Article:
The California Speech Language Hearing Association (CSHA) is thrilled to announce its implementation of comprehensive brand and communications strategies designed to build on CSHA’s 53-year record of serving its members and the people who need them, and to tell the stories of their life-changing work.
Motivated to help Californians understand CSHA’s vital role and determined to position the association for its amazing next chapter, the volunteer board of directors and professional staff began leading the development of a refreshed brand strategy in September 2018.
Last fall, CSHA assembled a diverse group to clarify the association’s brand identity within the state and the speech-language pathology and audiology professions. Thirty panelists were identified to bring diverse views to the process. They included CSHA directors, longtime association members, new members, nonmembers and consumers of services from medical, educational and private practice settings.
In January, board members approved updated vision and mission statements developed as part of that work.
Vision statement: The vision of CSHA is a world where all people are empowered with the fundamental human right to engage and connect.
Mission statement: As California’s expert leaders in communication, cognition, hearing and swallowing, the mission of CSHA is to serve its profession, members, clients and community through evidence-based leadership in professional practice, strategic advocacy, thought leadership and inter-professional collaboration.
Those statements – along with a new tagline, “Human Lives. Human Connection.” – encapsulate CSHA’s brand: who it is, what it does and how it’s changing lives.
“We’ve built on CSHA’s successful history to tell the story of where the organization is today,” explains CEO Brian Lewis. “We did months of work with a diverse group of members and the larger community to reflect on CSHA’s rich past and its goals for the future. Those efforts led to the creation of a refreshed brand strategy that reflects what the next chapter in the organization’s rich history looks like.”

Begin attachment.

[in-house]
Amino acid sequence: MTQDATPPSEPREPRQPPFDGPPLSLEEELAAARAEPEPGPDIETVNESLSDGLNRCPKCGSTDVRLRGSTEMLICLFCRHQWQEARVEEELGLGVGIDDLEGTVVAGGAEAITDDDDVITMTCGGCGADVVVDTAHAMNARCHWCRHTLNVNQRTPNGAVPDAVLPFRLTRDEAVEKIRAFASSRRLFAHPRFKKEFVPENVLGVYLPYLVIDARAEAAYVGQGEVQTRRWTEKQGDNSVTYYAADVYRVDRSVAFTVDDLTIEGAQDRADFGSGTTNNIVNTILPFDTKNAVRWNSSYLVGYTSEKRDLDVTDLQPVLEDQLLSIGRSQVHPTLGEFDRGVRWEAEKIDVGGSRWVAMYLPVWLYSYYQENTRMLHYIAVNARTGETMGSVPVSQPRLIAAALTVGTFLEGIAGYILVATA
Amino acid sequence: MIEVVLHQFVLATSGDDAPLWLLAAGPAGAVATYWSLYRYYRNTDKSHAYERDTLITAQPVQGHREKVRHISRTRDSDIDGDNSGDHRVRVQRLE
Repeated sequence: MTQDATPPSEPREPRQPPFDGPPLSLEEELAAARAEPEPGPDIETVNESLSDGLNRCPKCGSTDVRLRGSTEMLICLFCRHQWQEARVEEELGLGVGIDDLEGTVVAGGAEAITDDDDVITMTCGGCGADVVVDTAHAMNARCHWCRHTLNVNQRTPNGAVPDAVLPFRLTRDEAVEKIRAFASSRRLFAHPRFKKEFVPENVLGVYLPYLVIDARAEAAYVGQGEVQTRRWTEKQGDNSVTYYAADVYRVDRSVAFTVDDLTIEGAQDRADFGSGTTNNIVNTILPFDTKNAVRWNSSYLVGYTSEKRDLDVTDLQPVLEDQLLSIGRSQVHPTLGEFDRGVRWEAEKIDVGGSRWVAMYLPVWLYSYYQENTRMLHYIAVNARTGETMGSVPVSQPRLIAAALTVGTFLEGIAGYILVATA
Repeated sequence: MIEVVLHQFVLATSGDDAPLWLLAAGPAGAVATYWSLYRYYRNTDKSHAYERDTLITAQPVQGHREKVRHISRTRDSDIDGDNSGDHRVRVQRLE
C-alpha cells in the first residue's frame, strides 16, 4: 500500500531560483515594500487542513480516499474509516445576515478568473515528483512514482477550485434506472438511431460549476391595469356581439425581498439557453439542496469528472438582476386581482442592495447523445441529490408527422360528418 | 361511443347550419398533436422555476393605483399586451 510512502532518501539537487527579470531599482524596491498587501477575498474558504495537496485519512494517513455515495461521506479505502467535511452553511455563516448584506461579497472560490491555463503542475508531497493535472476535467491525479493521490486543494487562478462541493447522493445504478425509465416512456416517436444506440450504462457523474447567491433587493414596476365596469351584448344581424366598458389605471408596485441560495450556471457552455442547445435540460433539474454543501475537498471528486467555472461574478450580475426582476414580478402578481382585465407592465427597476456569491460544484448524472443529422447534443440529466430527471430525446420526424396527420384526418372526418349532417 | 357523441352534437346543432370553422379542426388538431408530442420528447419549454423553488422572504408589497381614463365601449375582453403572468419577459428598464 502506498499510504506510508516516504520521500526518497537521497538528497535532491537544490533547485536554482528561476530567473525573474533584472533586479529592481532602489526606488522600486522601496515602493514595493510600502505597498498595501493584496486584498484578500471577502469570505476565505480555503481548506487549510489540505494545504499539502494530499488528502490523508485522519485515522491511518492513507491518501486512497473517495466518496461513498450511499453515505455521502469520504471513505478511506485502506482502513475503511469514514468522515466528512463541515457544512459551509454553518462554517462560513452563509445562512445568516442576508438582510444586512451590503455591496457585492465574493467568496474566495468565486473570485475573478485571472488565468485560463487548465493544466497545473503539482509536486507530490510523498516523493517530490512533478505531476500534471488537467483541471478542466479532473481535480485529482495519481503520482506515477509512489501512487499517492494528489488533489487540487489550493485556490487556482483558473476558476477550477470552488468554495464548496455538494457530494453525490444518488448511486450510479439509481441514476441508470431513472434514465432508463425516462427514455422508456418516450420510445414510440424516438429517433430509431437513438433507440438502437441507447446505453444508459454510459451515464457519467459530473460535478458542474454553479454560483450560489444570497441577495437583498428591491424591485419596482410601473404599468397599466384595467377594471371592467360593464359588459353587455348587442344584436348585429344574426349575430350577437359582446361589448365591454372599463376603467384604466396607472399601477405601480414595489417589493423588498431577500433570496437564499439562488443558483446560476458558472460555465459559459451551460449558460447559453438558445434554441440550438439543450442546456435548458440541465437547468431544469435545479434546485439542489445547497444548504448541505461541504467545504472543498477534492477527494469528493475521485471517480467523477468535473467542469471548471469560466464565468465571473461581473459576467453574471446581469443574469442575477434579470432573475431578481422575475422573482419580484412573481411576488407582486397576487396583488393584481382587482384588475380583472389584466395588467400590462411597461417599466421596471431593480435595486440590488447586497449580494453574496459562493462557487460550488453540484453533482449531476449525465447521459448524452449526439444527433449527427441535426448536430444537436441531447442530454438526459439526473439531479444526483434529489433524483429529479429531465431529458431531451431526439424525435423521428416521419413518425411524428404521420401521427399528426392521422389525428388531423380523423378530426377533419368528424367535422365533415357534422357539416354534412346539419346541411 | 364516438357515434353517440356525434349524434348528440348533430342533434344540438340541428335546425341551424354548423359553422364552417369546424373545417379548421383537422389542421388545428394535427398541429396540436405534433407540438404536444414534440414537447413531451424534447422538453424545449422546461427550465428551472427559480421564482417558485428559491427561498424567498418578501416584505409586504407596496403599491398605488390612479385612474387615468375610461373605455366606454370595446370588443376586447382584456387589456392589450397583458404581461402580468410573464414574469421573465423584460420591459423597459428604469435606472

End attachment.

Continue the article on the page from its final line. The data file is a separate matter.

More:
After board approval of the vision and mission statements, the association began working with a design firm to develop updated brand properties, including a new logo, and with a website developer.
Now, just over a year after starting its rebranding effort, CSHA has launched a redesigned and reinvigorated website (csha.org) that incorporates all of that work, including the refreshed logo, tagline, and vision and mission statements.
“The goal is to give members greater functionality, greater ability to connect and engage with each other and the organization, and the ability to better tell our members’ stories and the stories of those whom they serve,” Lewis says.
The website redesign includes such improvements as:
- Simpler navigation allowing site visitors from different audiences — such as members, nonmembers, families of people who need support, policymakers and lawmakers — to identify very quickly where to find the resources they need.
- Streamlined functionality for performing basic transactions such as joining CSHA or renewing membership.
- A more sophisticated member platform for members to connect and engage with one another and the organization.
- Contemporary, user-friendly and robust convention registration functionality.
- A more robust career center with increased options for those seeking or posting career opportunities, including the ability to target and sort.
- Greater advocacy functionality so members can connect to ongoing advocacy and policy issues if they choose.
- Greater user control over the categories of information members want to receive.
Many improvements are available now, while others will be added in later phases.
In addition to re-creating its website, CSHA’s updated comprehensive approach to communications involves reimagining its quarterly magazine and social media strategies. Those projects are currently underway.
“We can leverage social strategies to not only empower our members, but also to do a better job of telling the CSHA story,” Lewis says. “Part of what we want to do is to tell the stories of the lives that our members change, and then as a result grow our capacity to help folks better understand what speech-language pathologists, speech-language pathologist assistants, audiologists and audiologists assistants do.”
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